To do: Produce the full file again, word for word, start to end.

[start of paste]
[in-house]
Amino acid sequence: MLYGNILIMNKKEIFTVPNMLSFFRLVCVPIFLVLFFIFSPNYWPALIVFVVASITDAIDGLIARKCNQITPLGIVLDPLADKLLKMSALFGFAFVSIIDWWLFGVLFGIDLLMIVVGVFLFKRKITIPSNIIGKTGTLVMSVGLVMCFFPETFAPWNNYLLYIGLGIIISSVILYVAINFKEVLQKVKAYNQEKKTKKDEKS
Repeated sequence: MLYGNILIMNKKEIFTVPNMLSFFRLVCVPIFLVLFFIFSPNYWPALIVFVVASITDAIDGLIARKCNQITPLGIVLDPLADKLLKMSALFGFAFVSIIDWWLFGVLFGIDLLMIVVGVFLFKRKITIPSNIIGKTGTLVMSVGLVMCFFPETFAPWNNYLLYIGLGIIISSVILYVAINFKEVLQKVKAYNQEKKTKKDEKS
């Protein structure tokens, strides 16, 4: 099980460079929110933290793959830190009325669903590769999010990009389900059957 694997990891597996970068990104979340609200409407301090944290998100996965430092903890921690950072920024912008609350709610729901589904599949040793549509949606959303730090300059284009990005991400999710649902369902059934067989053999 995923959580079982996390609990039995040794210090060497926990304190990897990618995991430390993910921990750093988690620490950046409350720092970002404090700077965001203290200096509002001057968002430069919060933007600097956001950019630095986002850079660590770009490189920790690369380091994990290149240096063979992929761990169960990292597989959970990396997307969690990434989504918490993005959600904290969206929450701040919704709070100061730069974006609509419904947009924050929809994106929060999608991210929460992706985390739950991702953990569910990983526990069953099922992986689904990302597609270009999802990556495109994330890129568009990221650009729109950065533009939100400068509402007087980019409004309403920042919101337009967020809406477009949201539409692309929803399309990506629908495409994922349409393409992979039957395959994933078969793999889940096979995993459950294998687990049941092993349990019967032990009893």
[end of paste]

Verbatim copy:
[in-house]
Amino acid sequence: MLYGNILIMNKKEIFTVPNMLSFFRLVCVPIFLVLFFIFSPNYWPALIVFVVASITDAIDGLIARKCNQITPLGIVLDPLADKLLKMSALFGFAFVSIIDWWLFGVLFGIDLLMIVVGVFLFKRKITIPSNIIGKTGTLVMSVGLVMCFFPETFAPWNNYLLYIGLGIIISSVILYVAINFKEVLQKVKAYNQEKKTKKDEKS
Repeated sequence: MLYGNILIMNKKEIFTVPNMLSFFRLVCVPIFLVLFFIFSPNYWPALIVFVVASITDAIDGLIARKCNQITPLGIVLDPLADKLLKMSALFGFAFVSIIDWWLFGVLFGIDLLMIVVGVFLFKRKITIPSNIIGKTGTLVMSVGLVMCFFPETFAPWNNYLLYIGLGIIISSVILYVAINFKEVLQKVKAYNQEKKTKKDEKS
């Protein structure tokens, strides 16, 4: 099980460079929110933290793959830190009325669903590769999010990009389900059957 694997990891597996970068990104979340609200409407301090944290998100996965430092903890921690950072920024912008609350709610729901589904599949040793549509949606959303730090300059284009990005991400999710649902369902059934067989053999 995923959580079982996390609990039995040794210090060497926990304190990897990618995991430390993910921990750093988690620490950046409350720092970002404090700077965001203290200096509002001057968002430069919060933007600097956001950019630095986002850079660590770009490189920790690369380091994990290149240096063979992929761990169960990292597989959970990396997307969690990434989504918490993005959600904290969206929450701040919704709070100061730069974006609509419904947009924050929809994106929060999608991210929460992706985390739950991702953990569910990983526990069953099922992986689904990302597609270009999802990556495109994330890129568009990221650009729109950065533009939100400068509402007087980019409004309403920042919101337009967020809406477009949201539409692309929803399309990506629908495409994922349409393409992979039957395959994933078969793999889940096979995993459950294998687990049941092993349990019967032990009893």